Before you buy, you will want to ask your vendors to quote you the “whole job,” based on their experience. This allows you to examine their recommendation about exactly what that entails—a good test of their experience and integrity. You should also consider establishing a contractual break point based on cost increase. For example, if your monthly costs increase by, say, 25 percent or more, you might want the ability to terminate without penalty. An agreement of this sort will put you in closer control of scope changes.
4. Keeping your own team up to date. Staying at the most current rev level of the hosted software is table stakes for good cloud service providers. It is one of the big reasons IT executives favor cloud services over managing their own on-premises resources. But in order to stay abreast of technology developments and keep getting what you need, your must maintain a certain level of expertise on your own team. How is this possible, or even practical when a capable provider takes care of every little detail?
The trick is for your team to cultivate a strategic understanding of the service or capability—the what—and allow the service provider to own the how. For example, an IT team of two manages an infrastructure that supports a global medical device firm this way. The IT leaders make sure they stay tuned into the company’s business plans, relevant technology developments, and the service providers’ performance and roadmaps. By monitoring these strategies and execution carefully, they can safely trust technical details to their provider.
5. Integrating. What good is a cloud service if it does not support the way your organization wants to work? And to do that, it has to integrate with the systems and infrastructure you operate yourself or get from other service providers. You will only feel that satisfying sense of control when you know how the important interconnections are going to happen.
Once again, quiz your service provider about the specific connections you know you will need. Speak to reference accounts that went through similar projects with the provider if you can. Look for examples of integrations that the provider took on for the first time, too. Investigate their approach as well as their results to ready yourself for the unexpected direction your systems portfolio might take.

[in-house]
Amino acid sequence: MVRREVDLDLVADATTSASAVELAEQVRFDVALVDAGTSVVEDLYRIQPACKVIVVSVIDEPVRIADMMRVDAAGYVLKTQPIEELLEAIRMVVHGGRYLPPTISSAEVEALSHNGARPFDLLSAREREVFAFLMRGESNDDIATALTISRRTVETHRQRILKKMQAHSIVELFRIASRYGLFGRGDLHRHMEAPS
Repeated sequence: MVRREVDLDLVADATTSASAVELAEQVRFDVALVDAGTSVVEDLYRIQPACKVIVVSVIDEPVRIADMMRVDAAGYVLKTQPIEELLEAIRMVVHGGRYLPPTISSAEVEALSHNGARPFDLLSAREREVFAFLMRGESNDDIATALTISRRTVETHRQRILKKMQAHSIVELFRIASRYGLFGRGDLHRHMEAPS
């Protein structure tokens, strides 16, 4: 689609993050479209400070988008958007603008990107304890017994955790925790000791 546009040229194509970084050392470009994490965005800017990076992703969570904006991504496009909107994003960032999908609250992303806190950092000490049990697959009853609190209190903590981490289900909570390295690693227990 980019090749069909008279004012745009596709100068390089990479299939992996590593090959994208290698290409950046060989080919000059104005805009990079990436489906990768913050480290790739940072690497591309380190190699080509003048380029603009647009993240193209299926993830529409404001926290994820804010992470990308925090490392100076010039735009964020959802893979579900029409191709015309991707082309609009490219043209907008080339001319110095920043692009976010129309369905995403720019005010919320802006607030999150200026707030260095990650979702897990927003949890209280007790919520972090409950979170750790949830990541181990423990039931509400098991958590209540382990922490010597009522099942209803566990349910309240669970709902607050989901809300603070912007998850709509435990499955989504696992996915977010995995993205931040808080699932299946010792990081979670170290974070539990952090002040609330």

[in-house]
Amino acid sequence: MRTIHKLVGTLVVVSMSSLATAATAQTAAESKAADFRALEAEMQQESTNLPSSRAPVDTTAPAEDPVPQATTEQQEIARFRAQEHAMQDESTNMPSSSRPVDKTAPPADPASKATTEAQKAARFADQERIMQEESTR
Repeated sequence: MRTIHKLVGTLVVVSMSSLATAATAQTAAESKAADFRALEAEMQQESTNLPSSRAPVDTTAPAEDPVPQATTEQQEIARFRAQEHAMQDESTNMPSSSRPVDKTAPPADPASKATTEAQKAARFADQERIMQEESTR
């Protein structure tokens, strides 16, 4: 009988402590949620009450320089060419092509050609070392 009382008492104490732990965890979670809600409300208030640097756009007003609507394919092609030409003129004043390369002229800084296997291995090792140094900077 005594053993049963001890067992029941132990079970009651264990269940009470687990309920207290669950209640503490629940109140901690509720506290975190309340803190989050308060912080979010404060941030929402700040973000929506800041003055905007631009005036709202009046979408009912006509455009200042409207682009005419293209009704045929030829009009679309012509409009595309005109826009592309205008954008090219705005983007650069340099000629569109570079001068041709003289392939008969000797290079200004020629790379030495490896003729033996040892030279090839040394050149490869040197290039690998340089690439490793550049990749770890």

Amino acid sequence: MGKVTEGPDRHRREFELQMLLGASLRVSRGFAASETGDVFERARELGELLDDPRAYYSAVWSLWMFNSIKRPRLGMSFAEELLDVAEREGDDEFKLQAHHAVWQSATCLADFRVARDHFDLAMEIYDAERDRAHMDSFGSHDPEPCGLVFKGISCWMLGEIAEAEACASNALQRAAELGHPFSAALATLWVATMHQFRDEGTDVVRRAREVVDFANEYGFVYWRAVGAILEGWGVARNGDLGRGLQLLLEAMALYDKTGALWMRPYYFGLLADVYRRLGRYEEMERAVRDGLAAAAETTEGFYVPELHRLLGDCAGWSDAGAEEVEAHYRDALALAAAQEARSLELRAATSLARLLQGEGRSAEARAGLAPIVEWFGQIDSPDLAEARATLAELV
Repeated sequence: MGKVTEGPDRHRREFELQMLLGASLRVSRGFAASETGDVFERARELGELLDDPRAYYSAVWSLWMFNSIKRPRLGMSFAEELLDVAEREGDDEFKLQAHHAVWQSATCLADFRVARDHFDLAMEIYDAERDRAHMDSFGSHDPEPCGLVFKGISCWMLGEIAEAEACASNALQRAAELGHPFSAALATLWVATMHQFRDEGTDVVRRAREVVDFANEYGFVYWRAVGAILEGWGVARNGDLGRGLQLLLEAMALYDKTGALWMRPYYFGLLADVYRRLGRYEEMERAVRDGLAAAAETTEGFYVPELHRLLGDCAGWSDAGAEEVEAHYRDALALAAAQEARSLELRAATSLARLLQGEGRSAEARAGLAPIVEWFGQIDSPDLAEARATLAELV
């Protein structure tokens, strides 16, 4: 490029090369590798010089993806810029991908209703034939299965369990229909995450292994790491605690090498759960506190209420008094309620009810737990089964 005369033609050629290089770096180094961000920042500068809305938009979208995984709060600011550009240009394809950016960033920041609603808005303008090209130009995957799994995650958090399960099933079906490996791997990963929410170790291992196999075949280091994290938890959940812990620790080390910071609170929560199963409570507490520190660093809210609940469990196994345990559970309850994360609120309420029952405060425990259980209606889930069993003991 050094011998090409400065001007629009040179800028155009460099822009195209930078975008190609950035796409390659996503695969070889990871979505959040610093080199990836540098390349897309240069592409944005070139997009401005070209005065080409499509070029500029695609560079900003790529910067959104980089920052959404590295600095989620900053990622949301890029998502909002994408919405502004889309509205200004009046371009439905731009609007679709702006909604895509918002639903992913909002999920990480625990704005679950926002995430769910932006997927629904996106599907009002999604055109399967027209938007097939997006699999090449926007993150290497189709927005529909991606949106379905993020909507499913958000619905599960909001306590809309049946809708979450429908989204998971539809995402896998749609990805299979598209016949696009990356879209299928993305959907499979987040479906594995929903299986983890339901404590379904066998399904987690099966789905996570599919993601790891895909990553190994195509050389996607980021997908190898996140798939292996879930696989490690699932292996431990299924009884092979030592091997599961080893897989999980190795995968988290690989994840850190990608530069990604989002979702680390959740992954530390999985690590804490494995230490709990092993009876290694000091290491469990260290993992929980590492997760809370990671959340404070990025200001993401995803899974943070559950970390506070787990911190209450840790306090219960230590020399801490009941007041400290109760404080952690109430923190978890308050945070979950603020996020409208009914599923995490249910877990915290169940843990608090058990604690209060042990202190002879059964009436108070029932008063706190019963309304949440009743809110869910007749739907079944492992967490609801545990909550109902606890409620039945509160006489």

6. Exercising flexibility and innovation. Part of maintaining control is cultivating the ability to maneuver—to change when needed and to drive technology-enabled improvements in your business. In a do-it-yourself world, your team comes up with the ideas; in the cloud, IT leaders ask their service providers for help.
You will want to set up a structure that is right-sized for the amount of change and innovation you need. The most innovation-hungry organizations ask their service providers to meet with senior business and IT leadership quarterly to suggest opportunities to leverage technology in new ways. More conservative organizations may hold these discussions only annually.
Regardless of your cadence, you will want to make sure your service provider is up to the task. Every vendor will tell you about their forward roadmap, but you’ll get a better idea about their actual performance by looking backwards. Ask them for the timeline on which they introduced new options over the past three years. You’ll then see which vendors delivered the most appealing features most quickly. You can also ask about the quality of those services when you interview their reference clients.
Effective IT leaders want to feel that they can control the assets and resources they need to be successful. NWN has found that our customers who manage through these six challenges feel that they have more control than they had in their prior do-it-yourself environments. In addition to ensuring their organizations receive top notch service, they gain strategic reach—freeing the IT team to stand shoulder-to-shoulder with the line of business executives to drive results.